Dino shooter for $1? Take my money!
gameplay 75 / story 20 / graphics 95 / sound 85
I’ve had a long and complicated past with Guardians of Orion. It all started in 2015 after I received Orion: Prelude from a friend. It was a great game and got me hyped for the developers next project.
And that project came in the form of Guardians of Orion, a game that was about to change my life and shape my future. I came in during the summer of 2016 which was (in my opinion) the peak of GOO. It had everything you could ever want from a dino shooter. The guns, classes, items, crafting, enemies, progression and graphics were perfect to me and it completely blew my mind. How could a game that costs $1 be so good?
I kept playing until December 2016/January 2017 when the highly anticipated update 2.0 was imminent. The update was delayed for a week and when it finally came out it broke the game. Shortly after that, the developer went silent for a few months until returning. This put me off the game and was the end of a good time during my life since GOO was a game where I met many people who are still my friends to this day. It also helped me get my foot into video game journalism as I actively took part in the development and had regular chats with the devs. I became a part of a community that is still going.
So now that you know my background, here’s the review. Stick around at the end because we’ve got 5 copies of Guardians of Orion to give out.
Guardians of Orion is a top-down shooter developed by Trek that takes place in the distant future where everyone kills dinosaurs in space. The result is a relatively polished shooter but the real gem in GOO is the features. For example, the game has the option to switch between first person, third person and bird’s eye view without any lag or cutscenes necessary which (in my books) is a first in a video game.
The crafting system is also a marvel to behold. Consumables (medic packs), gear, loot boxes, Gems and various other bits and bobs are all craftable using drops from enemies.
Raptors, T-Rex’s, Velociraptor. You name it, Guardians of Orions has got it. The enemies are a hit and miss when fighting. Sometimes you’ll encounter aggressive and challenging dinos but other times the T-Rex won’t even look you in the eye. This is a glitch I presume and is one that ruined the gameplay. In terms of difficulty, the enemies scaled with the difficulty setting which goes from easy, medium, hard to redikulous.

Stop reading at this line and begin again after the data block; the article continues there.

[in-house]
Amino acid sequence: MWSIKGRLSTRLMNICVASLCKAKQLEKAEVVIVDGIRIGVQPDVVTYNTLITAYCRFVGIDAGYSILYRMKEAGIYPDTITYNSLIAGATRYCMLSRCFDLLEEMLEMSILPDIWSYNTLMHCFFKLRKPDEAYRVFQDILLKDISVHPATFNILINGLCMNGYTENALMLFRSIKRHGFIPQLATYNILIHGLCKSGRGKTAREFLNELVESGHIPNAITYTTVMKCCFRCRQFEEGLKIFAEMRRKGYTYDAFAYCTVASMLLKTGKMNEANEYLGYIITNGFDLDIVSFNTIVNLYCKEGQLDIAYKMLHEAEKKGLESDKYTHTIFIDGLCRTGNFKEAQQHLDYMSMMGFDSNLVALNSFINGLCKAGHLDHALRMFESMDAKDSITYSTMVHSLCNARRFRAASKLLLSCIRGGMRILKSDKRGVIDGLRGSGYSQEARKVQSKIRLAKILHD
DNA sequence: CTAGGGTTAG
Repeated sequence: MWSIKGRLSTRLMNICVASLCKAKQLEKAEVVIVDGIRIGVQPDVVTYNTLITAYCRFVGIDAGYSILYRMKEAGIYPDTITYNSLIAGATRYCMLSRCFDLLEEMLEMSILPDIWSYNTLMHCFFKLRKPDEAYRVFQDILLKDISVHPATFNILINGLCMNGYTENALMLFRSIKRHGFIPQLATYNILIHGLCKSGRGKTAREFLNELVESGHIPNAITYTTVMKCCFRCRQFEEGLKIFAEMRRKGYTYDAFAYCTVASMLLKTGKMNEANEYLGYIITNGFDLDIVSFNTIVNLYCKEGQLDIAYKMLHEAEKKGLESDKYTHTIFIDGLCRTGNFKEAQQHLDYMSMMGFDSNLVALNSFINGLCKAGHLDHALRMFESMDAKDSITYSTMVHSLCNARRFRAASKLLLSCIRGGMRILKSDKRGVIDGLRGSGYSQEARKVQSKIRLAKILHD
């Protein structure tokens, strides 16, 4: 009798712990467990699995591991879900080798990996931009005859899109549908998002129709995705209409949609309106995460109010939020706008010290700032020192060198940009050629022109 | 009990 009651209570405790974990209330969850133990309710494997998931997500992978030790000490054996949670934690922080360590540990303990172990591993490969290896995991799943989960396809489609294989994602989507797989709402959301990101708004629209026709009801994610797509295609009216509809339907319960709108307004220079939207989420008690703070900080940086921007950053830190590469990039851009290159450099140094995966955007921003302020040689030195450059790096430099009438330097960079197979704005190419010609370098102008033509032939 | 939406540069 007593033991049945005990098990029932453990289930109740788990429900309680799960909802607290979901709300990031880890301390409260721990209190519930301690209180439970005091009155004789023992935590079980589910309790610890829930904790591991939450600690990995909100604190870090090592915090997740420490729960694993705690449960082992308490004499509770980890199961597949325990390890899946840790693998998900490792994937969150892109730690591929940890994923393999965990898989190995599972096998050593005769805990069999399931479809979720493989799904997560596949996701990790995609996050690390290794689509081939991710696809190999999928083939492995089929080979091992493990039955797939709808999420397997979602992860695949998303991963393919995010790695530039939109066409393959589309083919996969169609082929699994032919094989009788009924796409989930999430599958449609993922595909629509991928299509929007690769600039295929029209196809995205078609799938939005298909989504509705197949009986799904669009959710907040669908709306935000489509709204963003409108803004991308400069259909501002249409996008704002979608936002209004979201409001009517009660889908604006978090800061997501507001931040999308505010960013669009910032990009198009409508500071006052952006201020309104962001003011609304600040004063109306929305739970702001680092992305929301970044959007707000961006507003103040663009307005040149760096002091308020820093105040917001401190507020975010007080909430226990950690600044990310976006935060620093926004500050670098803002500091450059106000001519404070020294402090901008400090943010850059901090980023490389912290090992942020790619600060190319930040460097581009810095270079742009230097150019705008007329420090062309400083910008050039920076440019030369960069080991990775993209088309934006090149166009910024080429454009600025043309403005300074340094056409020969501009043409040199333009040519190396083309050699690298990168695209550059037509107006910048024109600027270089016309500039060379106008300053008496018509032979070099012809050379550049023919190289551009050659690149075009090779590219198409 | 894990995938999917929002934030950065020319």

Gear scaled using an item level system that corresponds to the level of the player. For example level 50 (level cap) players should be maintaining a level 600 item score in order to avoid getting their ass whooped in combat. This system is heavily flawed as higher players can mess up the level items of newer players. Speaking of other people Guardians of Orion can be played completely solo or with up to three other friends and the multiplayer is definitely one of the features that make the game shine out of the garbage pile that is early access shooters on Steam.
Each class has its own unique trait. For example, the tech class has a deployable turret, the pyro has a sick ass flamethrower and the warrior has a ‘blade’ which looks suspiciously like a lightsaber. Weapons are also exclusive to characters.
In GOO there are four game modes. harvest, survival, FFA and dogfight. Harvest is the most popular out of the four and tasks you with protecting a machine harvesting crystals. Dinosaurs come in waves with 12 waves total two of which are special rounds that contain crates at the end if you can complete it in the given time period. Each level ups the enemy headcount which makes it more and more difficult (than it already is) to keep the harvester up and running.